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Day of pleasure, come at last!
THE SNOW STORM.
In the month of December, 1821, a Mr. Blake, with his wife and an infant, were passing over the Green Mountain, near the town of Arlington, Vermont, in a sleigh with one horse. The drifting snow rendered it impossible for the horse to proceed. Mr. Blake set off on foot in search of assistance, and perished in the storm, before he could reach a human dwelling. The mother, alarmed (as is supposed) at his long absence, went in quest of him with the infant in her arms. She was found, in the morning, dead, a short distance from the sleigh. The child was wrapped in her cloak, and survived the perils of the cold and the storm.
The cold winds swept the mountain's height,
And pathless was the dreary wild,
A mother wandered with her child.
And colder still the winds did blow,
And darker hours of night came on,
Her limbs were chilled, her strength was gone-:-,
She stripped her mantle from her breast,
And bared her bosom to the storm,
And smiled, to think her babe was warm.
She lay beneath a snowy veil ;
Her cheek was cold, and hard, and pale:-
Almost where you leave him you find him ;
His long shining body he stretches out well,
And leaves a bright path-way behind him.
Enough all one's patience to worry;
And turn business off in a hurry.
But still must remain a young master;
And do your own work rather faster.
DIALOGUE. Edward. Papa, will you decide which of us two is right? Charles says that we are Americans, and I think that we are English.
Father. What makes you think so, child ?
Edward. Because we speak English, and I know, . that we are not Americans, because I saw in my new picture-book that Americans look like Indians, and that they wear nothing but skins and blankets, and live in wigwams.
Charles. And I know we are not Englishmen, because we do not live in England. I know by the map that England is a great way off, and that we live in America.
Father. You are both partly right and partly wrong.
We are Americans because we were born in America. We speak English because our great-grandfathers, two hundred years ago, were English people. They came across the sea to this country, when it was covered with woods, and built houses, and made it their home. They taught their children and their children's children to speak English as well as they, and it is for this reason that we speak the English language, although we live in America.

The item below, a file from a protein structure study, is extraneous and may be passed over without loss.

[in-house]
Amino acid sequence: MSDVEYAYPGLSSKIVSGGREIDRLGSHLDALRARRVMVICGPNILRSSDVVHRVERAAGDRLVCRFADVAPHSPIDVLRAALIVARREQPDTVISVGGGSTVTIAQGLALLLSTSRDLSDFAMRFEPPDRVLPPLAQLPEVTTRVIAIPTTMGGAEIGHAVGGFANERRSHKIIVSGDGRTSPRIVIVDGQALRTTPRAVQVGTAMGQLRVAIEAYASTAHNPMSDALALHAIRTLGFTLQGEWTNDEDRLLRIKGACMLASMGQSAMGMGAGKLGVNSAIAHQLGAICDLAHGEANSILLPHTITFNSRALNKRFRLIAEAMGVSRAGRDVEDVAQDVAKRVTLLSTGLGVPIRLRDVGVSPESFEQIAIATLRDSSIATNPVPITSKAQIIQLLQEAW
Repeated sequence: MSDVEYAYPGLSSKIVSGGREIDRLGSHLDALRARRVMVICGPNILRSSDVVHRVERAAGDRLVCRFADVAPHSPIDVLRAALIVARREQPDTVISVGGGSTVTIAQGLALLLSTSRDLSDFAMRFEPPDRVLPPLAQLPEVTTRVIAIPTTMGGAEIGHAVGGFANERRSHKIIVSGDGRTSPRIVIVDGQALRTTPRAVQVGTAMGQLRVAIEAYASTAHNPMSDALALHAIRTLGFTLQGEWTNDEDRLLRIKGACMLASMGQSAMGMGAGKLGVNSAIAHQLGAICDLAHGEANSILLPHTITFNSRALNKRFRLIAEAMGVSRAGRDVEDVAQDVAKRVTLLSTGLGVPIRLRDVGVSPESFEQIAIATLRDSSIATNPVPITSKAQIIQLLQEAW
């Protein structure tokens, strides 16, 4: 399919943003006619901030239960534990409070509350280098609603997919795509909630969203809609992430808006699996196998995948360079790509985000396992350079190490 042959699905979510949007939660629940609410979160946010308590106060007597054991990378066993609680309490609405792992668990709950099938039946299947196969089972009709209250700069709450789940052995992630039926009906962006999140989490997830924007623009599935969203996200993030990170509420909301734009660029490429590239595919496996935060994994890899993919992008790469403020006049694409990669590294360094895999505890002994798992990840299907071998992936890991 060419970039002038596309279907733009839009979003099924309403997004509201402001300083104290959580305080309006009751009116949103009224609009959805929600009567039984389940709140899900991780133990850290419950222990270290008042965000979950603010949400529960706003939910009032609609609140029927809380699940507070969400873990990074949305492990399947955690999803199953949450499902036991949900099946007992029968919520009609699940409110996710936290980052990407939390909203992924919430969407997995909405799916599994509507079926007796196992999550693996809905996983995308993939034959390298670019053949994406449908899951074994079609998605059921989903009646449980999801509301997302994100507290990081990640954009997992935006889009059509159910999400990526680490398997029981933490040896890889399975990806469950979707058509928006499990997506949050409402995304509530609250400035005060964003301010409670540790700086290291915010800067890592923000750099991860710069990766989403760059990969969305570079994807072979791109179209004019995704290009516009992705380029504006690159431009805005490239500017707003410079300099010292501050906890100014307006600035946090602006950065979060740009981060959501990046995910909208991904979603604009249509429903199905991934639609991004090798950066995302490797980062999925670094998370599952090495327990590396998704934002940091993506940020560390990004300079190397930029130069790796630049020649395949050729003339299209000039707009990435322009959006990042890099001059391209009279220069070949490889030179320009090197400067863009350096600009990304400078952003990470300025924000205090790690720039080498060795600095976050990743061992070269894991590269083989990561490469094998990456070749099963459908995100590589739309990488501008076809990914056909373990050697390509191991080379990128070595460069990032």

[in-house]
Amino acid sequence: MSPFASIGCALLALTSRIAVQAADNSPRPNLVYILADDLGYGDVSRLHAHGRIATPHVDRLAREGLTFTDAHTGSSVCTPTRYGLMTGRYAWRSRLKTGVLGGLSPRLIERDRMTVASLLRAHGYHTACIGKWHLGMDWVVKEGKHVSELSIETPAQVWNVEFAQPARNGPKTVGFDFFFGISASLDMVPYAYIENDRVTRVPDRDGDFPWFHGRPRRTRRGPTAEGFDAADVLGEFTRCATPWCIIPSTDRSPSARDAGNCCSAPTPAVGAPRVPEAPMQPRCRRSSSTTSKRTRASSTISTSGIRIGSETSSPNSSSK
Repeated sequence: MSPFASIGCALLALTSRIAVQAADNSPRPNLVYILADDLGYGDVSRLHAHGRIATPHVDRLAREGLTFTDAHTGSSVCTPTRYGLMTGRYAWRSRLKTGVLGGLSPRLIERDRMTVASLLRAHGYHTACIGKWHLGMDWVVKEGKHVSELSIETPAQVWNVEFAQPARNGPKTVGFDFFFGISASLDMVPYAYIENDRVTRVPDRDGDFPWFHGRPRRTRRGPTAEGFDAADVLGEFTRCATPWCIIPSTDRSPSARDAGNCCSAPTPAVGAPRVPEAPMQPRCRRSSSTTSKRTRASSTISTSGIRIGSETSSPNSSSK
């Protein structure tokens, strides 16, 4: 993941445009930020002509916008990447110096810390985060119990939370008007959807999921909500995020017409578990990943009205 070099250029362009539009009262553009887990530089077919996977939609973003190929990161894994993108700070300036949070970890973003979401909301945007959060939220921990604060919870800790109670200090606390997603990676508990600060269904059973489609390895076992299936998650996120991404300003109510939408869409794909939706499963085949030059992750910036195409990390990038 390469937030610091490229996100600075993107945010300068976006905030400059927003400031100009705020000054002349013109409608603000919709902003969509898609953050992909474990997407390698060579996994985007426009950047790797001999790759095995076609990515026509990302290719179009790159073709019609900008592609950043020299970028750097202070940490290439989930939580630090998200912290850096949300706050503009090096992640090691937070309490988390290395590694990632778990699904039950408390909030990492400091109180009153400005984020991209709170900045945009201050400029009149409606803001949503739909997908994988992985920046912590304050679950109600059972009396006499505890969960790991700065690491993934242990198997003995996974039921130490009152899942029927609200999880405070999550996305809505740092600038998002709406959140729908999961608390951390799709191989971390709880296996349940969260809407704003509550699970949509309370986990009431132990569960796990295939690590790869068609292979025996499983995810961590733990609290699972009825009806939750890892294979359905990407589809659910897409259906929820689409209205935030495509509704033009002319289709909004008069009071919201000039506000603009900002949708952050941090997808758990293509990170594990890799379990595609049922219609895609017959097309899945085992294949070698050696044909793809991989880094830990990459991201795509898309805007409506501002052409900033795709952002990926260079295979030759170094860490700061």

But there were other Americans, a long time before our forefathers came here, who lived in the woods, and got their living by hunting and fishing. These Americans we call Indians. There are but few of them now left among us, but in some parts of America, they are the only inhabitants.
Edward. Did the Indians ever live in the towns where we live?
Father. Before the English people came here to live, there were no towns, but the whole country was covered with woods, and the only people were Indians.
Charles. Have all the houses been built, and the fields cleared, and the roads made, since that time?
Father. Certainly; the Indians were too indolent to build any houses, except miserable huts, and to plant fields and gardens.— They only planted a little corn in the meadows, and in the midst of the trees that had been killed by fire.
Charles. But that was a great while ago, was it · not, father?
Father. Yes, it would seem a great while to such a boy as you. But when you learn a great deal more than you know at present, and read the history of other parts of the world, and become acquainted with what was done two thousand years ago, it will
seem to you but a short time since the white people first came to America. It was twice as long ago as the oldest people can remember, but not so long ago as a great many things which you can learn from books.
Edward. How long ago was it that the Indians first came to America? · Father. That is what nobody knows, because they were too ignorant to write any books, and there is nobody old enough to remember when it was.
Charles. I should not think they could find ships enough to bring so many white people to America.
Father. You are right. When they first came, they were but a few thousand people, and they came at . different times. They have been industrious and frugal, and this has made them generally healthy and longlived, and many more have been born every year than died in the same time, so that they have increased in number very fast. You are too young to know much about these things at present, but, as you grow older, if you are good boys, and read and study a great deal, you will know all about them when you grow up. You will soon be old enough to study geography, and when you have learned that thoroughly, you will be able to read and understand history.
6 With England no land can compare,